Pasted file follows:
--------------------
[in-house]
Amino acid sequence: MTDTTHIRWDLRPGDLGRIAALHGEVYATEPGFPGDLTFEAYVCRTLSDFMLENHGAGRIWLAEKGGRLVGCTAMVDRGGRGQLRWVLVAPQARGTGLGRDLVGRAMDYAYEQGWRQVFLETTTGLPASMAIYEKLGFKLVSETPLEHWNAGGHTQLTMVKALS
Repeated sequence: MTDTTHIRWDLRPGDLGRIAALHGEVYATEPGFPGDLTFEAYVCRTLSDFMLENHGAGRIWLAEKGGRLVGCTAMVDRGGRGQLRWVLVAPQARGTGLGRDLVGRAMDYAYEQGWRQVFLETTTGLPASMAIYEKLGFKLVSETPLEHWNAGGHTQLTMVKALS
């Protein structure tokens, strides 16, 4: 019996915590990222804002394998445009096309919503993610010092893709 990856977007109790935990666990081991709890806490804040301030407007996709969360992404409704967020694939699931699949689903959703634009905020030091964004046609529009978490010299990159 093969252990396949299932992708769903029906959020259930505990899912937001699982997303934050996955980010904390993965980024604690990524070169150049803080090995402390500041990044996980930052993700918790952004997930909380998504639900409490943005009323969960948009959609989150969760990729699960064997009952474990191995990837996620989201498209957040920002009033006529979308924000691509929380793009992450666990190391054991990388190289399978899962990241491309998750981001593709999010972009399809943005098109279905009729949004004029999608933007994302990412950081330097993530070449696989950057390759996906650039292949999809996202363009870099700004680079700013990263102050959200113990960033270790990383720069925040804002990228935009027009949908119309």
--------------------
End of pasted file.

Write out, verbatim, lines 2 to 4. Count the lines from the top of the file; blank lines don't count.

Amino acid sequence: MTDTTHIRWDLRPGDLGRIAALHGEVYATEPGFPGDLTFEAYVCRTLSDFMLENHGAGRIWLAEKGGRLVGCTAMVDRGGRGQLRWVLVAPQARGTGLGRDLVGRAMDYAYEQGWRQVFLETTTGLPASMAIYEKLGFKLVSETPLEHWNAGGHTQLTMVKALS
Repeated sequence: MTDTTHIRWDLRPGDLGRIAALHGEVYATEPGFPGDLTFEAYVCRTLSDFMLENHGAGRIWLAEKGGRLVGCTAMVDRGGRGQLRWVLVAPQARGTGLGRDLVGRAMDYAYEQGWRQVFLETTTGLPASMAIYEKLGFKLVSETPLEHWNAGGHTQLTMVKALS
């Protein structure tokens, strides 16, 4: 019996915590990222804002394998445009096309919503993610010092893709 990856977007109790935990666990081991709890806490804040301030407007996709969360992404409704967020694939699931699949689903959703634009905020030091964004046609529009978490010299990159 093969252990396949299932992708769903029906959020259930505990899912937001699982997303934050996955980010904390993965980024604690990524070169150049803080090995402390500041990044996980930052993700918790952004997930909380998504639900409490943005009323969960948009959609989150969760990729699960064997009952474990191995990837996620989201498209957040920002009033006529979308924000691509929380793009992450666990190391054991990388190289399978899962990241491309998750981001593709999010972009399809943005098109279905009729949004004029999608933007994302990412950081330097993530070449696989950057390759996906650039292949999809996202363009870099700004680079700013990263102050959200113990960033270790990383720069925040804002990228935009027009949908119309």